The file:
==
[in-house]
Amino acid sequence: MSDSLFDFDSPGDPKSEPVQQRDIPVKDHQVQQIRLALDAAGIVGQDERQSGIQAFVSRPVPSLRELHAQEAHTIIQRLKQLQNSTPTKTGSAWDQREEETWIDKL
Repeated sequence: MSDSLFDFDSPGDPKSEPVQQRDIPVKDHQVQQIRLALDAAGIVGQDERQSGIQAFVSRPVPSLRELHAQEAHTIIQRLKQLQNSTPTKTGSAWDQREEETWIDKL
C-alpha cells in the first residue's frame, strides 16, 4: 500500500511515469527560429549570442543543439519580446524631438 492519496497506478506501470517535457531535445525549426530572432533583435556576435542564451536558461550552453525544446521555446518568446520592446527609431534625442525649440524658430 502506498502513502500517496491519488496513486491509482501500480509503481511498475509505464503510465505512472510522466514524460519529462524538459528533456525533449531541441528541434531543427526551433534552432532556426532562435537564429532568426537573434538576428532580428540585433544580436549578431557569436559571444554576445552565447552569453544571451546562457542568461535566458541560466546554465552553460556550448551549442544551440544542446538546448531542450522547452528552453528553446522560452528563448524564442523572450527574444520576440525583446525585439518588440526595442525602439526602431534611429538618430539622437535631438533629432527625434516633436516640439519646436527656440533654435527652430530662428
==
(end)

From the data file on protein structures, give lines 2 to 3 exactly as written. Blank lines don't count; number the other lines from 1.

Amino acid sequence: MSDSLFDFDSPGDPKSEPVQQRDIPVKDHQVQQIRLALDAAGIVGQDERQSGIQAFVSRPVPSLRELHAQEAHTIIQRLKQLQNSTPTKTGSAWDQREEETWIDKL
Repeated sequence: MSDSLFDFDSPGDPKSEPVQQRDIPVKDHQVQQIRLALDAAGIVGQDERQSGIQAFVSRPVPSLRELHAQEAHTIIQRLKQLQNSTPTKTGSAWDQREEETWIDKL